Tartu sports club legal appeal over Covid restrictions draws blank

Protests outside the MEM cafe in Tallinn last December reached the point where the PPA had to intervene.
Protests outside the MEM cafe in Tallinn last December reached the point where the PPA had to intervene. Source: Siim Lõvi /ERR

A legal dispute involving a Tartu gym and dating to an application for compensation over police actions taken due to the sports club's non-compliance with Coronavirus regulations has been put to rest.

Annett Kreitsman, spokesperson for the first-tier Tartu Administrative Court, said that: "The court noted that as of now the circumstances have developed in such a way that, as a result of the applicant's own actions and also due to the annulment of the order No. 305 of the Government of the Republic, this dispute has become invalid."

The court representative said that although the business – Corsagym - had contested Police and Border Guard Board (PPA) orders which in turn had been based on government orders, the sports club also took steps to comply with the orders, while the relevant the government orders issued during the Covid pandemic have now lost their validity, meaning the need to demand compensation is now removed.

"Since the order is has lost its validity as of now, plus the applicant has actually fulfilled the obligations set by it, then there is no basis for the awarding of compensation," the court said.

"This means that, for example , the interpretation of the editor of the portal Objektiv is not correct, based on [Corsagym manager Gert Goršanov's] Facebook [post], to the effect that the sports club obtained justice from the court and their complaint was satisfied," the court spokesperson went on.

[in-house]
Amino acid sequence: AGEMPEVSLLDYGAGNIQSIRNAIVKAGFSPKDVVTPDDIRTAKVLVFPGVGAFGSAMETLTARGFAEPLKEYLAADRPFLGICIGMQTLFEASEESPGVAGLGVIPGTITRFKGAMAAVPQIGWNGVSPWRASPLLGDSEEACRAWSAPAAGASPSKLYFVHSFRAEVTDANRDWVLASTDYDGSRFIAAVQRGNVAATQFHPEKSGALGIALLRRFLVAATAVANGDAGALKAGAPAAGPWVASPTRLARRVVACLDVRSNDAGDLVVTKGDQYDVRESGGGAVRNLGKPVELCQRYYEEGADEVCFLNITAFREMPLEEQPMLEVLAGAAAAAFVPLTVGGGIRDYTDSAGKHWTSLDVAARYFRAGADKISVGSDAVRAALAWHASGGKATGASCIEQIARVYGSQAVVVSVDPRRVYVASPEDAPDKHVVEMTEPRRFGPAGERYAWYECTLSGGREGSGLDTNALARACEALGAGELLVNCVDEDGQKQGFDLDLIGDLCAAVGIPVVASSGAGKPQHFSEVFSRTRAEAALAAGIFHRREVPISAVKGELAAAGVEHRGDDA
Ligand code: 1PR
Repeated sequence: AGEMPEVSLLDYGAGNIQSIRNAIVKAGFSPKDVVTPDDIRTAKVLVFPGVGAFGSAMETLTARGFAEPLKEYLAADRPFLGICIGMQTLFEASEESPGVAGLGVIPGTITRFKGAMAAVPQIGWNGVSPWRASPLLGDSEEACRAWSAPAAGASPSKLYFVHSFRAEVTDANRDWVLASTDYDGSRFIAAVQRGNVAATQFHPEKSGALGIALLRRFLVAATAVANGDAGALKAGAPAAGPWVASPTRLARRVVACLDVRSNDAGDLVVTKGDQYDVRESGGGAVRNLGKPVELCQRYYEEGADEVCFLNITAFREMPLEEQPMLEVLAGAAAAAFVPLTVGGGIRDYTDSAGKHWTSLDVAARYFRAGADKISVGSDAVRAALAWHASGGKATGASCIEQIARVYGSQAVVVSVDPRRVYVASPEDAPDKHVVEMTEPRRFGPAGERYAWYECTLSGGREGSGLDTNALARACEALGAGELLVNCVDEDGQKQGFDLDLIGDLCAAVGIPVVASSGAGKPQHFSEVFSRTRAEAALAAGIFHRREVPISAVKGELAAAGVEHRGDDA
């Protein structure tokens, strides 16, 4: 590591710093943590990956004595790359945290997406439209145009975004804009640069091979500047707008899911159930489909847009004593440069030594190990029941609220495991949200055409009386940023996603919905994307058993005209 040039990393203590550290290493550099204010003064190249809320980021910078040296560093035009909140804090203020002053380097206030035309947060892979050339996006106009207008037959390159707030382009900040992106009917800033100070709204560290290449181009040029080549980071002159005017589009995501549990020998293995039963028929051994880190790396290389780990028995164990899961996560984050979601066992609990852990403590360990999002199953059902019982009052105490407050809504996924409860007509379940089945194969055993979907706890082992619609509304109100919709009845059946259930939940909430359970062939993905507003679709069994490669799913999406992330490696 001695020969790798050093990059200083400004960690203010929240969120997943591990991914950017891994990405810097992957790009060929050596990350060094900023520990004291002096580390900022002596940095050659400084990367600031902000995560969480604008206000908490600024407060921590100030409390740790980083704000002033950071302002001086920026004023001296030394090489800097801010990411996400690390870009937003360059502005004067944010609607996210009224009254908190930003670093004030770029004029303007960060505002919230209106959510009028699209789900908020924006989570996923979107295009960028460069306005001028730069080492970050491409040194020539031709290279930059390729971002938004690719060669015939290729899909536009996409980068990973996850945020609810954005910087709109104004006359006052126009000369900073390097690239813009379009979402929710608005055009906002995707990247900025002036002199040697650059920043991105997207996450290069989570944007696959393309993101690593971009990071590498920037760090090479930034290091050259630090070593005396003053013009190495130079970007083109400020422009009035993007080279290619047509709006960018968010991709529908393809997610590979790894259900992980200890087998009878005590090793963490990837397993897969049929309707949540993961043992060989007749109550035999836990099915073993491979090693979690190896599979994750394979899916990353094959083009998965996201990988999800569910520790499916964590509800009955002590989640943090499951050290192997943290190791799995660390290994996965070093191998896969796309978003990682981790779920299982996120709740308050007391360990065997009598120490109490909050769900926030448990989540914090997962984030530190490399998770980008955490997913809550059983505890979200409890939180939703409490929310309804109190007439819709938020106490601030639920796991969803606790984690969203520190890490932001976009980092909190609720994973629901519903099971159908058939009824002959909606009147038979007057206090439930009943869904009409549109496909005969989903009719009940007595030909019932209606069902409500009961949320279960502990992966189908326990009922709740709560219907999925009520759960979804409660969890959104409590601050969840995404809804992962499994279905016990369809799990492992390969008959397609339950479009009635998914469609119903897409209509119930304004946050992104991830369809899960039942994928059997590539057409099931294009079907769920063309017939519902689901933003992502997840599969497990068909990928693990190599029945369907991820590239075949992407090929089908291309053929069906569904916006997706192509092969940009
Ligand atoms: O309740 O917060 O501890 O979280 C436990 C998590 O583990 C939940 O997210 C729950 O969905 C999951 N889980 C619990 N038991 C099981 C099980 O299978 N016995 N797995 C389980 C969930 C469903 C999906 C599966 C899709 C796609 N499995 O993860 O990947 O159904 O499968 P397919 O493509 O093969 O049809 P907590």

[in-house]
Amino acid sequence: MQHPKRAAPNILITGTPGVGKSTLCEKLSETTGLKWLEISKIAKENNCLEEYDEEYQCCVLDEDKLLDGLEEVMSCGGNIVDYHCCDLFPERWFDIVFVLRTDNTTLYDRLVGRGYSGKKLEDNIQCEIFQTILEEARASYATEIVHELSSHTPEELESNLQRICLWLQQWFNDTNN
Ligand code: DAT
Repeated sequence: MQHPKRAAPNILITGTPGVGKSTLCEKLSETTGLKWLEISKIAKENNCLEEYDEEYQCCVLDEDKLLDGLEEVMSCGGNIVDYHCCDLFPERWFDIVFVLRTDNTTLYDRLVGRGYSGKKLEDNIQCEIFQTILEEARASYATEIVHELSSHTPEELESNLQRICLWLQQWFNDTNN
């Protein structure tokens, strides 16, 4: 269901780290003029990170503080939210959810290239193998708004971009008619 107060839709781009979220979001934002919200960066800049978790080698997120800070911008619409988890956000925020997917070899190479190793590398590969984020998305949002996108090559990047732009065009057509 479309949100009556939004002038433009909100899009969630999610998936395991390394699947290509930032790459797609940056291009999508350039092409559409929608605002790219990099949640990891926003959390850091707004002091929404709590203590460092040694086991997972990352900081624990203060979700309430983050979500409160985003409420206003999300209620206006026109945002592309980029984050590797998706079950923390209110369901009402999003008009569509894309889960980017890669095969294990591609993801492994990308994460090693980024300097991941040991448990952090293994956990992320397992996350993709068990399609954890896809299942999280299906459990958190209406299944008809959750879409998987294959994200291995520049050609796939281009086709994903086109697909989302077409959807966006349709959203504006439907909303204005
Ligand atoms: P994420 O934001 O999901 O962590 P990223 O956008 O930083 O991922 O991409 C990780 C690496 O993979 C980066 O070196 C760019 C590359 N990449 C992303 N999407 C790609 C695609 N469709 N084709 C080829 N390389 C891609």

This ruling, made September 15, was of an organizational nature, but, since the applicant had not expressed a desire to continue pursuing the case and agreed to the termination of the administrative proceedings, the court duly did so with its order made on Monday, September 26.

As a result, Kreitsman said, the court had not taken a substantive position on whether or not the injunction as originally challenged and the application of the fine had been were substantively lawful.

Meanwhile, two other legal disputes involving a Tallinn sports club and a Tallinn cafe, dating back to the pandemic and its accompanying restrictions, are still ongoing.

Tallinn Administrative Court rejected an appeal rom the Sparta sports club from the end of February to cancel an order from the Health Board and injunction and to return the paid fines money, as well as to partly cancel several government orders, court spokesperson Anneli Vilu said.

Meanwhile the cafe, OÜ MEM, has two appeal spending, one of them suspended until a decision made at the Supreme Court comes into effect, said Vilu, and another relating the activities of the Health Board and the PPA, which have both been set deadlines to present their views.

MEM says that two government orders which prohibited customers from remaining in or moving around the sales or service area inside the business, save for takeaway and couriering purposes, were illegal.

The cafe was the scene of protests last December, which culminated in the intervention of the PPA.


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Editor: Andrew Whyte

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